For myself, and many of my former Christian brothers and sisters, this conundrum of watching as the unconscious mind brings rise to actions that befuddle our conscious mind, led to self abasement. Like the rider on the back of an untrained (or, more like unhelpfully trained) elephant beating himself for how the elephant trampled the rose bushes. In fact, that rider spends all of his time beating himself, instead of spending time developing and nurturing a partnership with the elephant.

In chapter 2, Haidt, lays out three ways people can tame the elephant: meditation, cognitive therapy and medication. Depressing. Unfortunately, for a lot of people, the elephant runs away from those options before the rider can get a word in. Progress is slow, however, and the elephant gets more comfortable with familiarity.

So in chapter 3, Haidt dives into the golden rule, discussing how reciprocity works in this grand emotional scheme of things. A lot of our lives, and what concerns our elephant, deals with our connections to other people. Our fears of abandonment, or our opportunities to exploit.  When our rider gains some understanding of what’s really happening in our reciprocal relationships, we get a better handle on our automatic responses.

In Chapter 4, we look at our social structure more closely and asks why it’s so easy to see other people’s faults and completely miss our own. “Why do you see the speck in your neighbor’s eye, but do not notice the log in your own eye?”. If we can remove our “moral glasses” and see the world as it really is, we can appreciate our elephant’s self-serving inclinations, without our rider mistaking other people’s elephant for “pure evil”.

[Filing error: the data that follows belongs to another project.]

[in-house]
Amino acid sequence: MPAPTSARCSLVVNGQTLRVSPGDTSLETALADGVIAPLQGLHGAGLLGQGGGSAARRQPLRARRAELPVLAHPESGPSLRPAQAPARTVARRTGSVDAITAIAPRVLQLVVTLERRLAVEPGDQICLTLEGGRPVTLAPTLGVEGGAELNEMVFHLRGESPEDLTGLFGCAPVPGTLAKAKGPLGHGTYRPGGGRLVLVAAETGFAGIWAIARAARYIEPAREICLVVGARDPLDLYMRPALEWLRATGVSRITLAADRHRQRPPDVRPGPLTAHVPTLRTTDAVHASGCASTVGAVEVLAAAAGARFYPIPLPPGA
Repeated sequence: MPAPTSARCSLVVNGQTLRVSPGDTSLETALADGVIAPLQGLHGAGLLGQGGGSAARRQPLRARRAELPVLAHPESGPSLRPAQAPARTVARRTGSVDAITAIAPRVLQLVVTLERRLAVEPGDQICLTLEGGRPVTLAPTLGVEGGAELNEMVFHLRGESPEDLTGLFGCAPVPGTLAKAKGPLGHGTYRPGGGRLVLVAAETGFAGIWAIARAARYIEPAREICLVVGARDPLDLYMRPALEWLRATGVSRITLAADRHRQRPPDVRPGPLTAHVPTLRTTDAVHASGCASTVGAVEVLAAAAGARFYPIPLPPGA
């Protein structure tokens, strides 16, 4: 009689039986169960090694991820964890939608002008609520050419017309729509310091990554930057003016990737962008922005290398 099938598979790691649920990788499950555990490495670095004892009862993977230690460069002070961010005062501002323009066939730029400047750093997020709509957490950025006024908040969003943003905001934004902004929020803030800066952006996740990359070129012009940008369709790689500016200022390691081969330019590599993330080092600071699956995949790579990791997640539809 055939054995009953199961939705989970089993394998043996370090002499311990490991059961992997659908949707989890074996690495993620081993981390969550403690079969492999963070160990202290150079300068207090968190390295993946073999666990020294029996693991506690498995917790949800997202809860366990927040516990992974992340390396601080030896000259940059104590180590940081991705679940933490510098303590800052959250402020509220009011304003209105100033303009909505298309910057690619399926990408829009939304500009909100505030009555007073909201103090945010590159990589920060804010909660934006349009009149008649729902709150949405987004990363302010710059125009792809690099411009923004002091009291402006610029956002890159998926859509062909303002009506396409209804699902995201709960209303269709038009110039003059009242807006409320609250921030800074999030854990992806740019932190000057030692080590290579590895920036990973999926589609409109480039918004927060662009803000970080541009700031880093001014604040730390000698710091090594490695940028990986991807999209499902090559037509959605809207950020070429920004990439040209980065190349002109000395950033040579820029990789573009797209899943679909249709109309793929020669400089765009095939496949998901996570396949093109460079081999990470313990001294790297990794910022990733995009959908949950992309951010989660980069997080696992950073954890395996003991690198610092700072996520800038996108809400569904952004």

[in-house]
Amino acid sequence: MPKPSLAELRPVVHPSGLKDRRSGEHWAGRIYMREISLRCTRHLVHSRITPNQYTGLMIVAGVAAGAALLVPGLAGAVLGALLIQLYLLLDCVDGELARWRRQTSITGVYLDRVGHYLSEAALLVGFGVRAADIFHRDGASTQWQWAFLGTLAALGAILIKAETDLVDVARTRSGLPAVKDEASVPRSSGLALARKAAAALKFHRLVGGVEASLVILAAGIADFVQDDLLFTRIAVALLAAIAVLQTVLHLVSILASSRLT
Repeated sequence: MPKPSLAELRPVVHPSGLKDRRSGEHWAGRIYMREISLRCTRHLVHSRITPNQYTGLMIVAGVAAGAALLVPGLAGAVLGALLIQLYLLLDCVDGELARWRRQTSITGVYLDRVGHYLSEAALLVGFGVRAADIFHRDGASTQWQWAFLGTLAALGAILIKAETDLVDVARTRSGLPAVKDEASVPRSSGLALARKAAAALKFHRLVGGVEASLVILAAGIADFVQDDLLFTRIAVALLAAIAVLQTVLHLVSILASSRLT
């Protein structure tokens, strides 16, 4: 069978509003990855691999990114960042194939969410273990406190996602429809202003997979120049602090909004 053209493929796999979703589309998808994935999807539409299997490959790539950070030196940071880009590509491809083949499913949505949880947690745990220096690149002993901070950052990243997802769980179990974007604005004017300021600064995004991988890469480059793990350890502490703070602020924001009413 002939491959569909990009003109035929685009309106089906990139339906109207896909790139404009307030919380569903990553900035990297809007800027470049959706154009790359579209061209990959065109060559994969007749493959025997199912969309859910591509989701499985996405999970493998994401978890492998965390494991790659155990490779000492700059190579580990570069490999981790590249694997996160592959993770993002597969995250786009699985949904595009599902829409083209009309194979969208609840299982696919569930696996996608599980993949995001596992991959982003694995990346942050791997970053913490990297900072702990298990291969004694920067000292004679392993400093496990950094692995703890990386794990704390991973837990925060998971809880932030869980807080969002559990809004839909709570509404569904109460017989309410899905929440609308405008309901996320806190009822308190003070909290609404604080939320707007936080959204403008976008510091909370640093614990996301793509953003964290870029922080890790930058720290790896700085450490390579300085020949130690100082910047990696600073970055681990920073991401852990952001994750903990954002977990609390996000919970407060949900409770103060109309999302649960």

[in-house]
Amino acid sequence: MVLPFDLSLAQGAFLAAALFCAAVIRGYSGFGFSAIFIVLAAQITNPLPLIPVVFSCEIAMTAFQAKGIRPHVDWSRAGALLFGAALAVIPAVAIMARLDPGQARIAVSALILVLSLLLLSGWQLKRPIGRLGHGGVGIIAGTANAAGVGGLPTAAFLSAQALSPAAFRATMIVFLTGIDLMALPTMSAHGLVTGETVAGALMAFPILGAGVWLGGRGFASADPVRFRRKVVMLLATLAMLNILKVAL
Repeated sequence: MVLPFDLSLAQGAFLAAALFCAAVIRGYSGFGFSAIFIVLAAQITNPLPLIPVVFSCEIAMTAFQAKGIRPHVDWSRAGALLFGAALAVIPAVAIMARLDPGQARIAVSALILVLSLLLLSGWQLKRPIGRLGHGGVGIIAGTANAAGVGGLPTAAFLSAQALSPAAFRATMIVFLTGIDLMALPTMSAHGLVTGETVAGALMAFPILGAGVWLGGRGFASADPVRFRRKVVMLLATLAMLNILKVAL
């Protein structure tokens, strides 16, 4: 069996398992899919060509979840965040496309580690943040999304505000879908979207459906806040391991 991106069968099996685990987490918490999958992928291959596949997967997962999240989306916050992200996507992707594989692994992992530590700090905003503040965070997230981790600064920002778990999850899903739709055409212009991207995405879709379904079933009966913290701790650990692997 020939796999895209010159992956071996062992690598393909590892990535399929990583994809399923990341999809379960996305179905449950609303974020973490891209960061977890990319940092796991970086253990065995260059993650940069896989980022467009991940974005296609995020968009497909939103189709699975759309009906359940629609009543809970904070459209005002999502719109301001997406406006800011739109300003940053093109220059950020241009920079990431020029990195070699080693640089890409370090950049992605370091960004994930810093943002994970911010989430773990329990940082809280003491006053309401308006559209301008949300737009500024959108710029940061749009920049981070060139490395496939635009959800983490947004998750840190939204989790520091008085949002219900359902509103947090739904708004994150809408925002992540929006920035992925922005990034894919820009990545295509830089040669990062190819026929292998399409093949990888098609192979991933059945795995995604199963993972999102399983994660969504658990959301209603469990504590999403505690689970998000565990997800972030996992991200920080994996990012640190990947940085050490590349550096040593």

In Chapter 5, Haidt questions the common wisdom that happiness always comes from inside (hint, it mostly does), but acknowledges some of the ways our external circumstances really do matter. Chapter 6 challenges eastern philosophy which eschews love and attachment by dissecting the different kinds of love, finding that it leads to misunderstandings of that worldview, and our own.

Chapters 7 and 8 deal with adversity and virtue. Does what “doesn’t kill us” really “make us stronger”? It depends when it happens and what else is going on in your life–PTSD is a very real thing, but under the right conditions, adversity is a powerful tool to train the elephant. Do our role models and conventional wisdom help our elephant keep calm and follow our orders?

Chapter 10 makes the distinction between the purpose of life and the purpose in life, and concludes that religion has served to create a coherence in this dichotomy. One that is scarcely achieved on one’s own. The final chapter makes an appeal that the religiously minded and the scientifically minded should listen to one another. Actually, that all ideologies recognize themselves and listen to each other. And ultimately, that everyone become aware that they are both their rider and their elephant, and everyone else is too.

In Conclusion

I finished reading this book almost two books ago. Revisiting it now to do a short write up revealed that the most impactful part of the book was the picture of the elephant and the rider. It’s a useful visualization for the struggle between my unconscious and conscious mind and my pursuit of goals and satisfaction in my life. Many of the comparisons between religious principles and positive psychology weren’t anything new to me. I often found myself wondering about them as I studied scripture in years gone by, and I connected quite a few dots on my own while reading other material. It was nice to see them organized and to validate the questions I’d stopped asking. It’s a good book, worth a read.